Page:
An expat-driven activity, ultimate Frisbee, has made surprising headway among the local population, giving young players the opportunity to travel and to challenge norms.
Three times every week, an eclectic mix of expats, locals and the occasional backpacker meet to participate in ultimate Frisbee – the unconventional but physically demanding sport that is gaining ground in Southeast Asia.
“I’m just passing through,” said Charlotte Hackett, an American backpacker who has already played in Malaysia, Thailand and the Philippines during her travels, at a game earlier this week.
“Here, it’s super inclusive, super active, and very organised … it’s all about getting newcomers involved and working together.”
Speaking with Post Weekend as they rotated in and out of the game, many of the players present under the lights on Tuesday also play for the national team including one player, Yoeun Sovannareach, who was sitting out in order to save his body for an upcoming game.
Yoeun is the captain of the Cambodian national team and a board member of the Cambodian Flying Disc Association, which was recently recognised by the sport’s international governing body.
“I never play the week before a tournament,” he explained, due to concerns of being sidelined by injury.
He is preparing for this weekend’s main event — the “Big Phat Phnom Penh Hat” tournament for which players from all over the region will congregate in Phnom Penh before being randomly assigned to teams.
Yoeun especially has his eyes on August’s pro tournament in Manila, which will be his ninth time playing in a tournament abroad, having already been to the Philippines, Vietnam, Malaysia, Thailand and China.
“It’s been one of my biggest gateways to new experiences. I meet a lot of people, a lot of expats. Some are teachers, some work for NGOS. They all share their experiences and their stories with me,” Yoeun said as he watched his teammates play.
“I used to live in a slum. A group of American students came to our town to teach ultimate Frisbee and it completely changed my life,” he said, crediting the sport with teaching him English and inspiring him to improve his life.
This weekend’s tournament will also launch a fundraiser meant to pay for the team’s trip to the Philippines, as well as to maintain the “women’s clinic”.
“We had an idea to have a clinic just for women to try to get more girls involved,” said Chan Sreyda, one of the co-founders of the clinic.
Flo Zwiers, a Dutch native and member of the board, added that sometimes young women who aren’t familiar with the sport are too intimidated to jump in to a new experience with a big group of men.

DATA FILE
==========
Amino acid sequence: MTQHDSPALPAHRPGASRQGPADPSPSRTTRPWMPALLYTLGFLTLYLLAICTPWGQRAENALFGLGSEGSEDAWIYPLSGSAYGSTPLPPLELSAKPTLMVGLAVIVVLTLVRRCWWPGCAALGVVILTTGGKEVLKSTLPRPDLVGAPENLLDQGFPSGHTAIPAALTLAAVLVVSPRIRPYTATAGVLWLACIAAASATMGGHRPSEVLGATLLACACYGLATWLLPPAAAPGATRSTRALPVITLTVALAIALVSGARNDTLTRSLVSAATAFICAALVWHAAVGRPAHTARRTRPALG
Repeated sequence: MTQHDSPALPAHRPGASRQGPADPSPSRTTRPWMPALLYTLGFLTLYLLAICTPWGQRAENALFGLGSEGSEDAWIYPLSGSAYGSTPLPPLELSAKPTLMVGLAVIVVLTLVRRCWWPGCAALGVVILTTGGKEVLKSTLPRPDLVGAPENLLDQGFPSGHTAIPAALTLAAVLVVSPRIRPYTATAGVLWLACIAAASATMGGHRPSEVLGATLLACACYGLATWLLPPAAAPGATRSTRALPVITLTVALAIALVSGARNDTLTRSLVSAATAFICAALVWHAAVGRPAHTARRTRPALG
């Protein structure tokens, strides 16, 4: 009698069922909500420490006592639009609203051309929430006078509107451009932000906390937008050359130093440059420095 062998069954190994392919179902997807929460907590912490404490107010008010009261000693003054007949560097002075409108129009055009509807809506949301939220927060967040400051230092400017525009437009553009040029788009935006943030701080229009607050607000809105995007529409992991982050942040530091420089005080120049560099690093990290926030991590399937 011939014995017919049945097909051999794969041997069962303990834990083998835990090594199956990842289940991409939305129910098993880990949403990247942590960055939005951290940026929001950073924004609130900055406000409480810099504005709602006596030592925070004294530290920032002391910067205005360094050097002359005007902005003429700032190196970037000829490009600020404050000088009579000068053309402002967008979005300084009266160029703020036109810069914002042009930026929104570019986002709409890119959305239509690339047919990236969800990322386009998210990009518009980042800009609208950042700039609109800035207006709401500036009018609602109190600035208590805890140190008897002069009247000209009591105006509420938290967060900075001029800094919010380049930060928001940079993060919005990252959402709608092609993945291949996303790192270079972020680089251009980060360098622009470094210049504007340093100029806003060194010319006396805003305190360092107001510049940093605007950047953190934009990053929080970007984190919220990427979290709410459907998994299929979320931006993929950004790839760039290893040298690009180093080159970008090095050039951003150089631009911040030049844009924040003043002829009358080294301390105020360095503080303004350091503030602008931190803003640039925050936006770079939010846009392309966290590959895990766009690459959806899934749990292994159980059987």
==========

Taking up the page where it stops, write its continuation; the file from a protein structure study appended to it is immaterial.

Sreyda herself appeared to feel no such insecurity, energetically hopping up and down in front of her opponents, waving her arms aggressively and shouting out the stall count (a 10-second period during which a player must pass the disc).
“Most Cambodian girls don’t really like being active … It’s not part of the culture, [and] they believe that sports are not for girls. I don’t think that,” said Socheata Sen, another young woman who has only been playing Frisbee for about two months, but has played football her entire life.
“Cambodian men don’t want to marry strong girls, they want them to be soft and pretty,” she added. Sen said some people even believe that by playing sports, girls will lose their virginity or become infertile, something she assured Post Weekend was not true.
Despite these uninformed judgements and negative stigmas, Sen stays positive about her experiences with sports.
“Every time I step on the field, I have no worries, no stress,” she said. Zwiers says the sport is attracting more and more Cambodians.
“We have a lot more locals playing now than before. It’s an expat driven thing, but we are now majority Cambodian. We’re hoping in the long run that it will be all Cambodian run,” he said.
The fundraiser, which will start off with raffles and sales during this weekend’s festivities, has an ambitious goal of raising $22,000.
Chheng Chanda, known simply as Da, is one player who has been active in the fundraising efforts.
“When I first started playing, people helped fundraise for me to travel. Now I want to help other kids have those experiences,” he said.
“The international Frisbee community really helps each other out. They want to see it grow across the world,” he added before apologising and dashing back onto the field.
A while later, Da picked up the conversation where he left off, now panting and drenched in sweat.
“It’s not just a sport to me, it’s community building,” he said.
And while Da acknowledged that Frisbee was initially an expat import, he said it doesn’t feel like a foreign entity.
“It helped me learn to be true to myself. It teaches values that aren’t foreign, but are universal.”